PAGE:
Archival Adventures in Small Repositories

The goal of the Historical Society of Pennsylvania's "Hidden Collections Initiative for Pennsylvania Small Archival Repositories" (HCI-PSAR) is to make better known and more accessible the largely hidden collections at small archival repositories in the five-county Philadelphia region. These include volunteer-run historical institutions, museums, fraternal and ethnic organizations, community groups, churches, clubs, and other non-profit organizations with important archival collections. The project is funded by a grant from the Andrew W. Mellon Foundation. This blog will document the adventures and experiences of Project Surveyors as they visit historical societies, museums, historic sites, and other small archival repositories in the five-county Philadelphia area.

 

 

9/19/12
Author: Michael Gubicza

Well our one year pilot program is coming to an end. We have visited 47 repositories and surveyed 513 collections. That equals 4,666 linear feet of materials. That’s enough to fill 11,190 document boxes!  That’s the equivalent of 58 Blue Whales (the largest mammal on earth), or 175 school buses in length! 

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9/11/12
Author: Celia Caust-Ellenbogen

HSP's upcoming History in Pennsylvania Awards (HIP Awards) next month will honor several participants in the "Hidden Collections Initiative for Pennsylvania Small Archival Repositories." We're very proud of them, and hope that you'll join us on October 19, 2012, to celebrate their accomplishments!

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9/4/12
Author: Celia Caust-Ellenbogen

We are very pleased to announce that the finding aid site for HSP’s Hidden Collections Initiative for Pennsylvania Small Archival Repositories (HCI-PSAR) is now online. The Philadelphia Area Consortium of Special Collections Libraries (PACSCL) has agreed to include finding aids created through the HCI-PSAR project on their online union catalog at http://dla.library.upenn.edu/dla/pacscl/index.html.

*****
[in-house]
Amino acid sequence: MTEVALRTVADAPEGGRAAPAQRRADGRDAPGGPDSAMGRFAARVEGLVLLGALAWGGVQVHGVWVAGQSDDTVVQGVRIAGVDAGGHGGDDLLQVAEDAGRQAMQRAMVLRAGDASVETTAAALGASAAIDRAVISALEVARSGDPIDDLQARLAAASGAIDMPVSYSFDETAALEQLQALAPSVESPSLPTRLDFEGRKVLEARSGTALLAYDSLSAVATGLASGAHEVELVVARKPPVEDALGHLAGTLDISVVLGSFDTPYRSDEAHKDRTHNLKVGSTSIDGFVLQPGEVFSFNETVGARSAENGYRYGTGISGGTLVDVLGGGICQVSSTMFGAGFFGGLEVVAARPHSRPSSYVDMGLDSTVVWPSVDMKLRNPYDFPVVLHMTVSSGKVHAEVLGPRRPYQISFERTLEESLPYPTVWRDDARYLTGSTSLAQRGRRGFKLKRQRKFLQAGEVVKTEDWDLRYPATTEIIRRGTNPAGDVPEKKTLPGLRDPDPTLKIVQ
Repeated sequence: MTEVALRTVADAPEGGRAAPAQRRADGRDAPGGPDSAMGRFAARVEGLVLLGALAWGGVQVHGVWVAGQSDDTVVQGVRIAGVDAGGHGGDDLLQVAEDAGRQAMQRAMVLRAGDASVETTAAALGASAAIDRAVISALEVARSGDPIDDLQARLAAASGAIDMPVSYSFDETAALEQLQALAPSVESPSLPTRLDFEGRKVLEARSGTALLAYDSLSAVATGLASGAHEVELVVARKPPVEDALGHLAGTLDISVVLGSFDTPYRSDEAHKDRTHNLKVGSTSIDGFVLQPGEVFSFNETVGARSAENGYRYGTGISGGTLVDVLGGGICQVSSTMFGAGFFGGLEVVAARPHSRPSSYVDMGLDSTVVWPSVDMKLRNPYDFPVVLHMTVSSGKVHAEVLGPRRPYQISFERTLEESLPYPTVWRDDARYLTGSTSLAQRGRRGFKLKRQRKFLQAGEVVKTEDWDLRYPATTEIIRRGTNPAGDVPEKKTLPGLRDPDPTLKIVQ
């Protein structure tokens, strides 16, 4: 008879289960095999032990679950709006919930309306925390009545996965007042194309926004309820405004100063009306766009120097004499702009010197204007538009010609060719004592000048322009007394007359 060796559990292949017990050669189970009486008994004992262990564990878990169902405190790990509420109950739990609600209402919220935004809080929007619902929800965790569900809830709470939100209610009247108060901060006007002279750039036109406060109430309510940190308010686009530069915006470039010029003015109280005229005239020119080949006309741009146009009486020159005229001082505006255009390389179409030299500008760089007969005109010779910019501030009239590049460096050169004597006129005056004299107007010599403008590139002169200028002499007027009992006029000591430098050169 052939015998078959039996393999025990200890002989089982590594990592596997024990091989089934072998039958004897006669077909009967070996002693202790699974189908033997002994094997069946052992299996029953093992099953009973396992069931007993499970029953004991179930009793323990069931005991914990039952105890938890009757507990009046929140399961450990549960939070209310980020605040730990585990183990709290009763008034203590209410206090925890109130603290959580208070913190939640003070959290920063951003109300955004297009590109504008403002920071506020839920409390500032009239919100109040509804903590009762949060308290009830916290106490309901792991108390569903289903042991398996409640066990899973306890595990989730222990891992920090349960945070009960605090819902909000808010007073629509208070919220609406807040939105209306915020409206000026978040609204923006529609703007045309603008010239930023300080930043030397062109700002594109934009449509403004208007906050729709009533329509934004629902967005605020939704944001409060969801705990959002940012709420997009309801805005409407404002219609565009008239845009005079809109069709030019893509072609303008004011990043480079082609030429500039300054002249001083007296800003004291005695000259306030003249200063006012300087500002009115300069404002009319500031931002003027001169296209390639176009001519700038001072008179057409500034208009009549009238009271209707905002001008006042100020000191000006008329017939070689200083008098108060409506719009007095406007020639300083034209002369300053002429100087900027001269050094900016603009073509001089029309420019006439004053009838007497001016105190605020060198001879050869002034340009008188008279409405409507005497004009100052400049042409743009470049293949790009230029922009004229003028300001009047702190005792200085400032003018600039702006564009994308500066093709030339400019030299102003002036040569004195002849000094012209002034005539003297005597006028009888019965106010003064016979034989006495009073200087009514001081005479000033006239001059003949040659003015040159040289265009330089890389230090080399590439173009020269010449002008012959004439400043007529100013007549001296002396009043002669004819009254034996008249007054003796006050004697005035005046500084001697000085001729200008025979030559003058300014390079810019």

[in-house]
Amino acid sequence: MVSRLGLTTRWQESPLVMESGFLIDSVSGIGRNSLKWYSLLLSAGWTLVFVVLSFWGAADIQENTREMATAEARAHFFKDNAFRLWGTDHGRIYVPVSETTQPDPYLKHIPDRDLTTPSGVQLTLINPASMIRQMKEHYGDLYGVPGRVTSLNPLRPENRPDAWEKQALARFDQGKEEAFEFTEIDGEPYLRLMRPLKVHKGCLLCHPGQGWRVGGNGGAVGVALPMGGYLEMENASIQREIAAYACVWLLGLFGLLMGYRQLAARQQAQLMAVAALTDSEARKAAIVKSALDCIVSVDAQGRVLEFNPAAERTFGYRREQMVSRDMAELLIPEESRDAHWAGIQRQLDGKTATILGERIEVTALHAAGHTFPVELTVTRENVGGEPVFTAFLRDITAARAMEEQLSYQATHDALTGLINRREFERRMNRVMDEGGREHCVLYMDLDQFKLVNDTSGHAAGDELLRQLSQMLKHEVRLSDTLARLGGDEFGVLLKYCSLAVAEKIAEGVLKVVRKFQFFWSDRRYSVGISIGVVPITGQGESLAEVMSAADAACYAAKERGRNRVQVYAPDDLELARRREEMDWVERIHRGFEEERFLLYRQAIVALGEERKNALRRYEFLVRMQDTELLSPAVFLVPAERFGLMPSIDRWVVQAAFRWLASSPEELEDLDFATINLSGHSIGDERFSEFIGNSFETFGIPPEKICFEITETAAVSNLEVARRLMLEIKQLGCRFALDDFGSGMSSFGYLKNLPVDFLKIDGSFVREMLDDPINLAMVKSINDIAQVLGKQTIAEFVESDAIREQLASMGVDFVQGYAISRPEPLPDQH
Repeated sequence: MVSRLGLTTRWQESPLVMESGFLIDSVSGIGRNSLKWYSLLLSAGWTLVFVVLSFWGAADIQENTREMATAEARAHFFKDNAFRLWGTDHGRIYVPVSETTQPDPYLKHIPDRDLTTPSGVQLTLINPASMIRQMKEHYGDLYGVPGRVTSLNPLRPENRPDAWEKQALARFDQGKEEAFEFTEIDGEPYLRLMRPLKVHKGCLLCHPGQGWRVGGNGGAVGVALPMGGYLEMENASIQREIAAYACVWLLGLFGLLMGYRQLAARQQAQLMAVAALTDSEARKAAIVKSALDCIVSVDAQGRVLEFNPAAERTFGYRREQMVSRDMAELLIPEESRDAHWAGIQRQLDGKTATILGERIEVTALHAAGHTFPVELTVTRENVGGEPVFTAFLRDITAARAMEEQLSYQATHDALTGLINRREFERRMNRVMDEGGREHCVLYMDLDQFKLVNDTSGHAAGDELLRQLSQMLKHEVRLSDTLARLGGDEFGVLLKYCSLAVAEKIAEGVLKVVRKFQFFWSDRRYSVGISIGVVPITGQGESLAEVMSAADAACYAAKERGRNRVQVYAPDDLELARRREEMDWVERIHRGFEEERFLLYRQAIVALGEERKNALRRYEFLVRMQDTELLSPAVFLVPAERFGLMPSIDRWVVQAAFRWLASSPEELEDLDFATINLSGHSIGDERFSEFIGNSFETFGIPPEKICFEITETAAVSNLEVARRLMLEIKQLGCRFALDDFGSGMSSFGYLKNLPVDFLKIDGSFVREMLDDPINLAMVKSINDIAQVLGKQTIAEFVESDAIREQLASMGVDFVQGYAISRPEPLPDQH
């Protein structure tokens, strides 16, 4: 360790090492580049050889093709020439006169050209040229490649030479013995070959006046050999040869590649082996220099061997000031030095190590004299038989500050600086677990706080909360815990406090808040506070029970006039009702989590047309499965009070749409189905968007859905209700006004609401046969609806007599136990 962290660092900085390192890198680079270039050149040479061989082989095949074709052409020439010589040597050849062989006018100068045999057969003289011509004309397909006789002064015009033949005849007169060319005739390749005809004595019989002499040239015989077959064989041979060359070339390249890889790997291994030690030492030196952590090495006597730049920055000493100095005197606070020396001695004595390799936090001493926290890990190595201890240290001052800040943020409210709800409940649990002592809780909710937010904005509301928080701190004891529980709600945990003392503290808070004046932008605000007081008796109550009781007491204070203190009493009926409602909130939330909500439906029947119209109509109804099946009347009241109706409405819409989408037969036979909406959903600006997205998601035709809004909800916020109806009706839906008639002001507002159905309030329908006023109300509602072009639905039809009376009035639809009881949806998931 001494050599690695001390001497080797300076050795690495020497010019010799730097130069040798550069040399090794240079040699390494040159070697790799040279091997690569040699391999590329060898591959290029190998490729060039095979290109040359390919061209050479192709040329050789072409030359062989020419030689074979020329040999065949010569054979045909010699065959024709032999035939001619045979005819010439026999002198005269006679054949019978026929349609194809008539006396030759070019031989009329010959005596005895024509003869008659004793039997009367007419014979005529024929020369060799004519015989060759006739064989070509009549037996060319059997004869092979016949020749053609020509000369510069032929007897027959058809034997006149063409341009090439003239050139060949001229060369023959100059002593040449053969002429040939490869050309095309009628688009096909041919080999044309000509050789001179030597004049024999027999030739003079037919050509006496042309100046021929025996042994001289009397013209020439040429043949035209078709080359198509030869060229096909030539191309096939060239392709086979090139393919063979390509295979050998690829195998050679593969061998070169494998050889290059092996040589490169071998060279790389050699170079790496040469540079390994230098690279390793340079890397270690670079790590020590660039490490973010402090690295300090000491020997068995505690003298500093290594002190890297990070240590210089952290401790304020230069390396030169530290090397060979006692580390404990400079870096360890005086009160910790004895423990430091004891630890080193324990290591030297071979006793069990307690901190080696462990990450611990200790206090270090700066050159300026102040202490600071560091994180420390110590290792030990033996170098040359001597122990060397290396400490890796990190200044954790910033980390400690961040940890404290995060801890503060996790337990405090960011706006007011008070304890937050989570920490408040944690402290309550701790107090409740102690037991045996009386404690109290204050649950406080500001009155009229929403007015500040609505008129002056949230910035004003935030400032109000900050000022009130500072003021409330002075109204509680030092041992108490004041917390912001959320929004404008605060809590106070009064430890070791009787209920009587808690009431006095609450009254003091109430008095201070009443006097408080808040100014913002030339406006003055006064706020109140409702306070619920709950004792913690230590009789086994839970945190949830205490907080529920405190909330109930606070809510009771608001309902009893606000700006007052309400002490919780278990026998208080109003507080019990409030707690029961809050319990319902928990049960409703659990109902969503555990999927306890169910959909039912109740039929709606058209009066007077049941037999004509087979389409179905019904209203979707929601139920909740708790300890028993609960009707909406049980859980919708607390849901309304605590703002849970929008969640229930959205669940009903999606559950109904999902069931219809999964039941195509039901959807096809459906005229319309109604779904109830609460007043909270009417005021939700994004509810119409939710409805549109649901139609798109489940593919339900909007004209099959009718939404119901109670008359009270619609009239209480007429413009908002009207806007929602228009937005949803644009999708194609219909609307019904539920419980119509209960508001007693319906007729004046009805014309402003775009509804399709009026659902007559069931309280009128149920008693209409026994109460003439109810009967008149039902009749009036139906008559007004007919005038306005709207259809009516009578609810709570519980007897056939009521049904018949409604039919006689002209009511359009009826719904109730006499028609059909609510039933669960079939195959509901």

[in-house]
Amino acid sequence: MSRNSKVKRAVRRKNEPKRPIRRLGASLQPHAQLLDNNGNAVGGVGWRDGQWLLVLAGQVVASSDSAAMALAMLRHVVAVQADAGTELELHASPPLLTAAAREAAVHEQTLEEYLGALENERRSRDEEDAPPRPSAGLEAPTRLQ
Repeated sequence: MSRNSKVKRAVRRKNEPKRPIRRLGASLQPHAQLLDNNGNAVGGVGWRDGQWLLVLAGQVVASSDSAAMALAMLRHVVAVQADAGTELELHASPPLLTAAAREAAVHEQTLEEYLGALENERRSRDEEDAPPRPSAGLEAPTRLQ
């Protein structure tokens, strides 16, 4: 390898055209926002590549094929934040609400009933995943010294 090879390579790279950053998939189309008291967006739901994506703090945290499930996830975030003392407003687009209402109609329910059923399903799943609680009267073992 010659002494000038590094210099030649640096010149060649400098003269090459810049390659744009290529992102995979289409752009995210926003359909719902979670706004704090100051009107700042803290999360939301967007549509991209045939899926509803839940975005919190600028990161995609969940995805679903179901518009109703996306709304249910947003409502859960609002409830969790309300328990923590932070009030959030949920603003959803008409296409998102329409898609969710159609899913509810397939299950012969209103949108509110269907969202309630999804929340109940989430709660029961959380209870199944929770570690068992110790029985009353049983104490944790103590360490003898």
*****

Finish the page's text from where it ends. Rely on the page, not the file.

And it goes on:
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8/29/12
Author: Celia Caust-Ellenbogen

Are you looking for sources on your historical research topic, but desire a fresh alternative to the well-trodden archival canon? Try a small repository!

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8/22/12
Author: Celia Caust-Ellenbogen

Before James H. Hirokawa bought his home in Montgomery Township, Pa., the seller checked with all the neighbors if they were willing to live near a Japanese man. The year was 1945, and Hirokawa had just been released from an internment camp.

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8/15/12
Author: Andree Mey Miller

"When balmy summer breezes blow, and music fills the air . . ." these lines from the song, "My Willow Grove Sweetheart", conjure up thoughts of summertime fun and the endless amusements to be found at Willow Grove Park, an area amusement park well documented in the collections of the Upper Moreland Historical Association. 

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8/8/12
Author: Celia Caust-Ellenbogen

Guest blogger Ashley Harper writes about Bartram's Garden, the oldest surviving botanic garden in North America, and home of some amazing archival materials!

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8/1/12
Author: Celia Caust-Ellenbogen

Imagine a private home bigger than the White House. Now imagine it outfitted with machine guns trained on proletariat-uprisers, and now trained on Nazi art thieves. Now imagine it transformed into laboratories... If you're having trouble picturing all that, visit the Springfield Township Historical Society to see their extensive collection on Whitemarsh Hall!

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7/25/12
Author: Celia Caust-Ellenbogen

A lot has changed in 225 years, but some things have stayed the same. When the squat building nestled in a corner of the St. James' Episcopal Church cemetery was built in 1788, it was a schoolhouse for the Society for the Propagation of the Gospel. Today, it is still a space dedicated to teaching--but now, as the St. James' Community History Center, the focus is history.

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7/18/12
Author: Celia Caust-Ellenbogen

Philadelphia Sketch Club, America's oldest continuously-operating club for artists, was founded in 1860. That means 150 years of accumulated art, artifacts, and archival materials!

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